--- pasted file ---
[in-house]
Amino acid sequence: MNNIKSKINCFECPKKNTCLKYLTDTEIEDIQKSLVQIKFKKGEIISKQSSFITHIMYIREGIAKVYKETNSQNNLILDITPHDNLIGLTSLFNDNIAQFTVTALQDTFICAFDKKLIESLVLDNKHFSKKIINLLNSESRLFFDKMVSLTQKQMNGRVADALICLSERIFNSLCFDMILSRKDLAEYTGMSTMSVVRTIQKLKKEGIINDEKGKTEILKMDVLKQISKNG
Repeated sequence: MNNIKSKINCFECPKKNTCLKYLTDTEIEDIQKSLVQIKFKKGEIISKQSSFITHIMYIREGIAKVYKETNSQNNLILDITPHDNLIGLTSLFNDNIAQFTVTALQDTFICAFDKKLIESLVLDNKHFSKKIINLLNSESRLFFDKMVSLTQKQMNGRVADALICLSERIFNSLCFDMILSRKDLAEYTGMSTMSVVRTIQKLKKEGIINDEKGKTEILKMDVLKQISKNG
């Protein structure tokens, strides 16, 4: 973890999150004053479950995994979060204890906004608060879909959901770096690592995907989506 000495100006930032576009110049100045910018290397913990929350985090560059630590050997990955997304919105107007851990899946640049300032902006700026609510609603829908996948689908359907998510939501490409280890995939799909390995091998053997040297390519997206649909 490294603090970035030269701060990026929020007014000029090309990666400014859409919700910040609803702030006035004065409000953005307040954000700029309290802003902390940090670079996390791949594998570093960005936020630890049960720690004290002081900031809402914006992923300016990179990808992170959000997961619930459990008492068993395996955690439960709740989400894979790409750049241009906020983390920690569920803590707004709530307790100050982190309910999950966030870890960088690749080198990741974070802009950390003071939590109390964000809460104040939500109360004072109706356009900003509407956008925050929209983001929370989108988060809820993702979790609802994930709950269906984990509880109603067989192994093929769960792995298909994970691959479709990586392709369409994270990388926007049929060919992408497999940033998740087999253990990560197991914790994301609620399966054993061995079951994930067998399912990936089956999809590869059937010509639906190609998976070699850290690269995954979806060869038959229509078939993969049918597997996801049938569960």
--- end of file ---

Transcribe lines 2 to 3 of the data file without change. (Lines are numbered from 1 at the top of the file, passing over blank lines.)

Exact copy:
Amino acid sequence: MNNIKSKINCFECPKKNTCLKYLTDTEIEDIQKSLVQIKFKKGEIISKQSSFITHIMYIREGIAKVYKETNSQNNLILDITPHDNLIGLTSLFNDNIAQFTVTALQDTFICAFDKKLIESLVLDNKHFSKKIINLLNSESRLFFDKMVSLTQKQMNGRVADALICLSERIFNSLCFDMILSRKDLAEYTGMSTMSVVRTIQKLKKEGIINDEKGKTEILKMDVLKQISKNG
Repeated sequence: MNNIKSKINCFECPKKNTCLKYLTDTEIEDIQKSLVQIKFKKGEIISKQSSFITHIMYIREGIAKVYKETNSQNNLILDITPHDNLIGLTSLFNDNIAQFTVTALQDTFICAFDKKLIESLVLDNKHFSKKIINLLNSESRLFFDKMVSLTQKQMNGRVADALICLSERIFNSLCFDMILSRKDLAEYTGMSTMSVVRTIQKLKKEGIINDEKGKTEILKMDVLKQISKNG